It was a lucky day for Jennifer Sawyer when she crossed paths with the Black Cat Bakery two years ago.
For the artist and songwriter, it meant finding a job where creativity is an honored pursuit and one that supports her lifetime love of painting.
Little did she expect, though, that bakery owner Jack Wich would not only appreciate her art, but showcase it four times a year on the shop’s large-pane windows.
“It was Jack’s idea to do this,” Sawyer explained Tuesday while painting the final details on her holiday window art at the bakery on West Broadway. “He picks up on the skills and abilities of the people who work here and creates creative work for them to go along with our regular duties.”
As the seasons change, so do Sawyer’s window murals, which usually include landscapes of Missoula, and always include black cats engaged in humorously familiar activities, such as hang gliding and bicycling.
Each pane tells a different story.
In the lovely purple and silver Nativity scene that Sawyer was finishing Tuesday, the cats are the three wise men, and the manger scene includes caricatures of her pet chickens along with Russell, the miniature donkey Wich and his wife Christy rescued from the Niarada animal sanctuary.
The holiday art is both whimsical and reverent, and an especially fitting expression of the Christmas story, Sawyer said.
“This particular mural speaks about eternity through a savior, and with that comes the reality that things in life are transitory,” she said.
Such work is not so different from the elaborate sand mandalas created by Tibetan Buddhists, which are made with painstaking precision only to be wiped away upon completion to symbolize the transitory nature of material life.
Most painters, Sawyer said, make peace with the fact that their concepts are fluid, and the reality of the work often can be something entirely different than the inspirational idea.
“I’ve done other murals that have been scraped and painted over,” Sawyer said. “You become used to things changing.”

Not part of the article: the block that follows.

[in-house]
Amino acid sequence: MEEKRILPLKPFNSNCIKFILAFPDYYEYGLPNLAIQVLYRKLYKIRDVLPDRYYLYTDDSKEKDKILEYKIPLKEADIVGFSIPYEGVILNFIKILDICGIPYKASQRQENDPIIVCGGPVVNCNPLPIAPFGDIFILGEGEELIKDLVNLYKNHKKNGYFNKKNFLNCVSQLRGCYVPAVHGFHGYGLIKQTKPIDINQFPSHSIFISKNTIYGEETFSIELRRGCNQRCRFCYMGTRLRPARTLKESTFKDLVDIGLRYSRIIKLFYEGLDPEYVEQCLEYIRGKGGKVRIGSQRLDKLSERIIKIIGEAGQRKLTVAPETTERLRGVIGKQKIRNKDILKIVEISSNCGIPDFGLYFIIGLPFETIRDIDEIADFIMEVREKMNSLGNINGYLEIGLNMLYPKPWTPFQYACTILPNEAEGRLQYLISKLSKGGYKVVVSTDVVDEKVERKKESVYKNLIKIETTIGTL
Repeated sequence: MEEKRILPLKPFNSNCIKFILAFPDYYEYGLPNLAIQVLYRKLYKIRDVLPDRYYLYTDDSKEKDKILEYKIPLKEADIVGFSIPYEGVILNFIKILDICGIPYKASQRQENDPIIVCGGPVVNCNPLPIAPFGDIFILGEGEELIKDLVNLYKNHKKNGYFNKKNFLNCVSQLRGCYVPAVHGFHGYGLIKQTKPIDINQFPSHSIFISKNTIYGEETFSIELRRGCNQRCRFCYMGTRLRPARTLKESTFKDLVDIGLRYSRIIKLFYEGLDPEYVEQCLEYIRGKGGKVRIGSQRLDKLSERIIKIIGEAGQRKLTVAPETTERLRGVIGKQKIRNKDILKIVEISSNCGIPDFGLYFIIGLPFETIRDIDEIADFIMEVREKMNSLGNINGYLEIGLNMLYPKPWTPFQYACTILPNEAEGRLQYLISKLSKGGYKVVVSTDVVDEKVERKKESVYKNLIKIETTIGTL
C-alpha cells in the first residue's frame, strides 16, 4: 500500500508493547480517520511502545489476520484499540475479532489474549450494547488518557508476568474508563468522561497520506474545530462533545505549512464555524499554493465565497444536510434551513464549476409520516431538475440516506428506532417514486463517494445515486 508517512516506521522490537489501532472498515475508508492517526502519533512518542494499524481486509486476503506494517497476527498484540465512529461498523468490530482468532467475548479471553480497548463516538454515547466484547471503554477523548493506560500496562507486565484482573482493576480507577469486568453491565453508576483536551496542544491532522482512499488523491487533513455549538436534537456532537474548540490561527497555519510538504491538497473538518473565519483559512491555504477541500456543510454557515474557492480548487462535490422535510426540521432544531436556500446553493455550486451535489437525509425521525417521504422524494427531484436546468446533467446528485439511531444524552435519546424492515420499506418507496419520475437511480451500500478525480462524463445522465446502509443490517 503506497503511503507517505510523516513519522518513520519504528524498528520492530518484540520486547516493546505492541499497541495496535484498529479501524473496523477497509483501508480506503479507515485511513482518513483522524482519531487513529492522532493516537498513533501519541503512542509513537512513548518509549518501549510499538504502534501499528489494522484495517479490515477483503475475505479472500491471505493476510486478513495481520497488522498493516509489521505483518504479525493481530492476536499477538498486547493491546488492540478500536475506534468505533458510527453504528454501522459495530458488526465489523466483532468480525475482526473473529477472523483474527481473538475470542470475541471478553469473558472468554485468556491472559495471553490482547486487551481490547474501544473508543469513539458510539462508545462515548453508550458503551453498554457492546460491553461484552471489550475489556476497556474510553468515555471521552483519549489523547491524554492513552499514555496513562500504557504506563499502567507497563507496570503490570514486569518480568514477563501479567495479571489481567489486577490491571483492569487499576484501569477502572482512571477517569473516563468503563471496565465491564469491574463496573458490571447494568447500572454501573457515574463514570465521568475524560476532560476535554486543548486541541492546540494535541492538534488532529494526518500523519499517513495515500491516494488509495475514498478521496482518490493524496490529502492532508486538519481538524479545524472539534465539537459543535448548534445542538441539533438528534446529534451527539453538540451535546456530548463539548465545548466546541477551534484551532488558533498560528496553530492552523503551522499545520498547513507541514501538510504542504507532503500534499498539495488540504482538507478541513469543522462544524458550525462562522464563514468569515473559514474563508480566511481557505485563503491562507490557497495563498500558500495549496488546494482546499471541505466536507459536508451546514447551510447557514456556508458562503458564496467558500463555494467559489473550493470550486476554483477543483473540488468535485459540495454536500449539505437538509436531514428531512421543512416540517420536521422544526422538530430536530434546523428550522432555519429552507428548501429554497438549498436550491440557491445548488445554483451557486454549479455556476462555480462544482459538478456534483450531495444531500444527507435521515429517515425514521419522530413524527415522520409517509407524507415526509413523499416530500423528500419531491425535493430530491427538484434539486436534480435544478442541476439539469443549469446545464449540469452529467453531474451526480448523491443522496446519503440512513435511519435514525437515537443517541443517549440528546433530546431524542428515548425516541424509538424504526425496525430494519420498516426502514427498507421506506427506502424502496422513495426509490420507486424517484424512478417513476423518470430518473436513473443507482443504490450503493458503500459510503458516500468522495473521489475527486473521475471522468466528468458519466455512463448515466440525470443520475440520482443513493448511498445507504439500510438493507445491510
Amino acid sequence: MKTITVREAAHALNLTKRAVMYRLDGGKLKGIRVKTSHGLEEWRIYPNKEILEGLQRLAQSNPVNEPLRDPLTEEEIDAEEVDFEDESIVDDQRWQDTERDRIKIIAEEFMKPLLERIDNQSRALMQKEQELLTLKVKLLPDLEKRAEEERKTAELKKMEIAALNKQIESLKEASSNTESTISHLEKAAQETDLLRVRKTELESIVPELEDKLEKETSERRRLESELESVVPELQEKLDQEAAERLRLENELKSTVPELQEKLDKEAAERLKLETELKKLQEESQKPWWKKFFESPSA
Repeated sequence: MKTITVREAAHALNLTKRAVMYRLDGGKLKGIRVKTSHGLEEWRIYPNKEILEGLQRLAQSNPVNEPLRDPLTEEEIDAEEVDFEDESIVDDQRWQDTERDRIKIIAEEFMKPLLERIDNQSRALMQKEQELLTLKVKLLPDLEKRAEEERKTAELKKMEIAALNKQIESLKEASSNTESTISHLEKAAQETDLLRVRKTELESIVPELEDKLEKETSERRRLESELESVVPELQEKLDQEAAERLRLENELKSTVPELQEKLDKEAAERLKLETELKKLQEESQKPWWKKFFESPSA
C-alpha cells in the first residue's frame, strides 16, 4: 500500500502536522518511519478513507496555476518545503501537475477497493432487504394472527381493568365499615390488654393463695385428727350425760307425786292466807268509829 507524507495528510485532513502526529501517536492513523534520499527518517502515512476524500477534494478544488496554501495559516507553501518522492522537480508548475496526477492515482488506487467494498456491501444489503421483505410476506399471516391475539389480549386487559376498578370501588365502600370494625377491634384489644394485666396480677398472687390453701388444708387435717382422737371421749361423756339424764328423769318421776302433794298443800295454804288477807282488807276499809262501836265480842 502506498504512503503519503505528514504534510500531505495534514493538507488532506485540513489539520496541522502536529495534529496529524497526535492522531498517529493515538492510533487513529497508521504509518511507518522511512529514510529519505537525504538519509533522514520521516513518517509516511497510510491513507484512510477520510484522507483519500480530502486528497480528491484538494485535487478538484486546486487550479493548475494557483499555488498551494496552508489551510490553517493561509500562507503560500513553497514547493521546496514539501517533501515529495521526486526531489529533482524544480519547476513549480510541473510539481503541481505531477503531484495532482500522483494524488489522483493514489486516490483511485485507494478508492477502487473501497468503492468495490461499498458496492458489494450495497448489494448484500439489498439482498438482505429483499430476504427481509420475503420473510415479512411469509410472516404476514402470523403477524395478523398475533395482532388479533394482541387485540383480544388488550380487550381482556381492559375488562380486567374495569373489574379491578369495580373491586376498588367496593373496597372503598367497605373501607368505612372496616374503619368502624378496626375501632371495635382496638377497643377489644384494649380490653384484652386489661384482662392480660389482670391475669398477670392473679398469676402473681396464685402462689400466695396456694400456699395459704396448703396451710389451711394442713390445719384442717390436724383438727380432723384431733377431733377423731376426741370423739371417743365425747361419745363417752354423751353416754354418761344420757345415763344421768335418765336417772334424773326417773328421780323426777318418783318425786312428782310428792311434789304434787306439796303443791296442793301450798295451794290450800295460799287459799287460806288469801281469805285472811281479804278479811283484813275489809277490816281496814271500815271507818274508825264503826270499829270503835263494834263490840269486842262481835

It takes about 14 hours for Sawyer to complete her window art.
Always, as her art mentors at the University of Montana taught her, she has other projects going at the same time in her after-work life.
“My teachers always taught us to have another piece going at the same time so you can come back to your work with fresh eyes if you’ve been stuck or things aren’t working out like you thought,” Sawyer explained. “As an artist, you have to flex because we are always making mistakes – and things change.”
When working with a large public canvas, such as bakery windows, patience is key.
Getting the proportions and scale of the work is uniquely tricky, and so too is finding the right color palette to catch the eye and inspire people to linger.
“At first when I do the landscapes, it feels like a task and when I get down to the details, that’s when there is joy to share,” Sawyer said. “And this particular season there is a lot of joy to share.”
“I love the joy and the great mystery of a child being given to us for salvation,” she said. “It’s an important story for a dark time of year. There’s a lot of suffering in the world and we need hope.”
For certain, joy can be found in Sawyer’s work painted across the windows of the Black Cat Bakery.
“Her work is so amazing,” said Christy Wich. “It’s just amazing when you have these people you hire because you like how they present themselves, you think they would be good working with your customers, and then you find out all these hidden talents.
“Letting them use those talents adds to the whole business, and that creative energy spreads to all parts of the business.”
Like the shop’s internationally famous Christmas stollen, Sawyer’s current window art is only around for a few short weeks.
“I love seeing what she comes up with each time she does a new mural,” Christy said. “And I like knowing that it keeps changing.
“It truly is art, even if it’s not around all that long.”
Reporter Betsy Cohen can be reached at 523-5253 or at email@example.com.